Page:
Anniversary of floods of 1943 remembered
Retired publisher Jim Mayo often said the Sequoyah County TIMES would never use a 72-point headline unless Jesus Christ was returning. But on May 14, 1943, Wheeler Mayo, the grandfather of Your TIMES went over the 72-point headline size when “Death and Destruction” hit an all time high record in Sequoyah County and the headline read “FLOODS, Highways Become Waterways Near Sallisaw.” Your TIMES remembers the anniversary of the incident, the lives that were lost and the disaster relief efforts made at the time.
The entire front page of the Sequoyah County TIMES dated Friday, May 14, 1943, was devoted to floods, when the highest flood stage ever recorded for the Arkansas River (38 feet) at Forth Smith, Ark., was broken by rains from the week before causing the river to crest at 41.7 feet then spill over into Sequoyah County and even into Muskogee.
“Small branches became raging torrents, and the larger creeks and rivers dealt out death and destruction to people, livestock, crops and property in proportions never dreamed before,” the paper wrote.
Although the first flood occurred when 8.33 inches of rain poured from the skies in 72 “ceaseless hours” and “rolled country streams” to history making crests while stories of heroic rescues and the suffering of victims from the flood were still pouring into the newspaper office, the Times reported.
Rescue efforts from Gen. Sloan's men from Camp Gruber helped save the lives of more than 400 residents in Sequoyah County, according to W.S. Agent who said large boats were used to construct pontoon bridges to assist residents to safety.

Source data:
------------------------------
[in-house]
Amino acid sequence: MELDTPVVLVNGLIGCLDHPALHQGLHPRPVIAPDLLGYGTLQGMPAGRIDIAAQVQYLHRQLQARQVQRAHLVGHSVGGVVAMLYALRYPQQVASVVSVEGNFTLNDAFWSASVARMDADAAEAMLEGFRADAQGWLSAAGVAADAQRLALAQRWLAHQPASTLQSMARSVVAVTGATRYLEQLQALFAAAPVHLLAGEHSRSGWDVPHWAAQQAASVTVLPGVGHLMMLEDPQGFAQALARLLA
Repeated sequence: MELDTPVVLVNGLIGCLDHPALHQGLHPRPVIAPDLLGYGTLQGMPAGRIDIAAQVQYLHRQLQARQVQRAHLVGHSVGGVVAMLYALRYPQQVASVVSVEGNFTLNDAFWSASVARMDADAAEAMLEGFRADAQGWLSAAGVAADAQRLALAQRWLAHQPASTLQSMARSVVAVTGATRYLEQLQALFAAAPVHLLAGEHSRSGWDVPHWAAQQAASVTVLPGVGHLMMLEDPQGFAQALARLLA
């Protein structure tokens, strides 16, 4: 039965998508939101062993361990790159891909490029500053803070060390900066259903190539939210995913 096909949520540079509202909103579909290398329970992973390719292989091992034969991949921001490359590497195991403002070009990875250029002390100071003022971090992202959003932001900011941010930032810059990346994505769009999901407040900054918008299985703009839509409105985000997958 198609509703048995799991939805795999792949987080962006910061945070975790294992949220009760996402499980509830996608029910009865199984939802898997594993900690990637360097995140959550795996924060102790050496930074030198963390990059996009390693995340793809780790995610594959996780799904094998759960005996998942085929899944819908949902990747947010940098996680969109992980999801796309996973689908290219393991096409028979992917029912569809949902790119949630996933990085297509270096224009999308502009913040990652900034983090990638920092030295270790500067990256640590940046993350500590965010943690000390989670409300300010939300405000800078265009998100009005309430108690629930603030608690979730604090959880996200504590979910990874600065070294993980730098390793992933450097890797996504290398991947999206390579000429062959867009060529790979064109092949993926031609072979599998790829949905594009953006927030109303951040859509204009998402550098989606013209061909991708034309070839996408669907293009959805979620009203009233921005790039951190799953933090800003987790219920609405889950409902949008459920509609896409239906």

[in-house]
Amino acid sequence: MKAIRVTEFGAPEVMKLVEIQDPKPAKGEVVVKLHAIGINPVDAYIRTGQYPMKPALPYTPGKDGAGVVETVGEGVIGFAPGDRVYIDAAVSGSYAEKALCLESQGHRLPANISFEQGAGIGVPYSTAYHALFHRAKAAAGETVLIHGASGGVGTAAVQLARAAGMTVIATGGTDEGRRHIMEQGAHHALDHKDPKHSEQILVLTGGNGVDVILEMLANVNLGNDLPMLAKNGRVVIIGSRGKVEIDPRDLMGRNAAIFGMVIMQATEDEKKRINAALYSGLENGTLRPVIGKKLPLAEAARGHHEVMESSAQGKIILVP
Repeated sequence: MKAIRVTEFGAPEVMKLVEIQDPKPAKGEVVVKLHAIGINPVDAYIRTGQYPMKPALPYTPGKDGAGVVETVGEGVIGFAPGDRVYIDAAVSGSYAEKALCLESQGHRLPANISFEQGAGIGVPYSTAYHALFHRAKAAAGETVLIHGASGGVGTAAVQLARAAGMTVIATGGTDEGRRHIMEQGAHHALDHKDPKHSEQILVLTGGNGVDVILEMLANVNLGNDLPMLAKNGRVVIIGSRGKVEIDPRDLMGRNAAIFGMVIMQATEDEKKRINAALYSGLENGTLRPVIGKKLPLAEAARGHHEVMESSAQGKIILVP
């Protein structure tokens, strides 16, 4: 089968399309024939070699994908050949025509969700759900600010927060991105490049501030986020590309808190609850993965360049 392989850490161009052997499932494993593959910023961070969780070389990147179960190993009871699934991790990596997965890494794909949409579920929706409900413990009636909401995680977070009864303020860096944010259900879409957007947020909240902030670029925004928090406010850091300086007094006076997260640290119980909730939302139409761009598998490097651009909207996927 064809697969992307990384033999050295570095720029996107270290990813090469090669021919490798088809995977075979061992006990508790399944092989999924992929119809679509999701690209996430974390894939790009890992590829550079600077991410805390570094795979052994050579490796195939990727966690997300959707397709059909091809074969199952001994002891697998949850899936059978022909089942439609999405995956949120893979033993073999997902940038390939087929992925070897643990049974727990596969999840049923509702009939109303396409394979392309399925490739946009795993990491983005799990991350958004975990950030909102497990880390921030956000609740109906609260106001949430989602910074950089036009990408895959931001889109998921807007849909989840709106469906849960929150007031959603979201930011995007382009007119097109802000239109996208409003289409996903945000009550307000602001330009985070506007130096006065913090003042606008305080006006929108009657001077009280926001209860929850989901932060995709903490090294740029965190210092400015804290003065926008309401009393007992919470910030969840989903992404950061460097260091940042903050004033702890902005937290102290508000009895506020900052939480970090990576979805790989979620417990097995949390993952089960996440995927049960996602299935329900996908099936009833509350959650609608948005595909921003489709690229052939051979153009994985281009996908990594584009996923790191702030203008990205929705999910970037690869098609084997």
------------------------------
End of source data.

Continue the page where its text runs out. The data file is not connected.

The TIMES also reported farm agent officials and farmers from the flooded areas would not begin to estimate the amount of crop and property damage but was estimated to run into millions of dollars in Sequoyah County alone.
W.A. Matthews, a Sequoyah County resident who was “well knowledgeable” with crop conditions in Sequoyah County, estimated total damage to the crops in Sequoyah County would surpass $5 million and several more millions in damage would be suffered in the loss of livestock, tools, real estate and other property in the flooded areas.
A second article which followed a week later on May 21, 1943, reading “REPEAT FLOOD” was attributed to “millions and millions” of tons of new rainfall which generated into a second flood and prevented many residents, who had been displaced the week before, from returning to their homes.
The town of Sallisaw opened up the post office to serve as the main headquarters for a three-county rehabilitation center with the help of Red Cross providing relief to Sequoyah, LeFlore and Haskell County residents.
Registration for those seeking rehabilitation began in Muldrow and continued into Vian, Gore and Webber Falls.
“Sequoyah County, your state Welfare Board and the Oklahoma State Department of Health have all been doing a grand job of carrying on relief work until we could get our organization into operation,” said Frances Smith, a Red Cross representative who was sent from St. Louis, Mo., along with her team of disaster relief volunteers to assist the flood victims in Sequoyah County and surrounding area.
An article which ran in the Cornell Daily Sun on May 13, 1943, read “The flooded Arkansas River today broke the conduit supplying water to this city and to Camp Chaffee. About three million gallons or a six-day supply was in storage.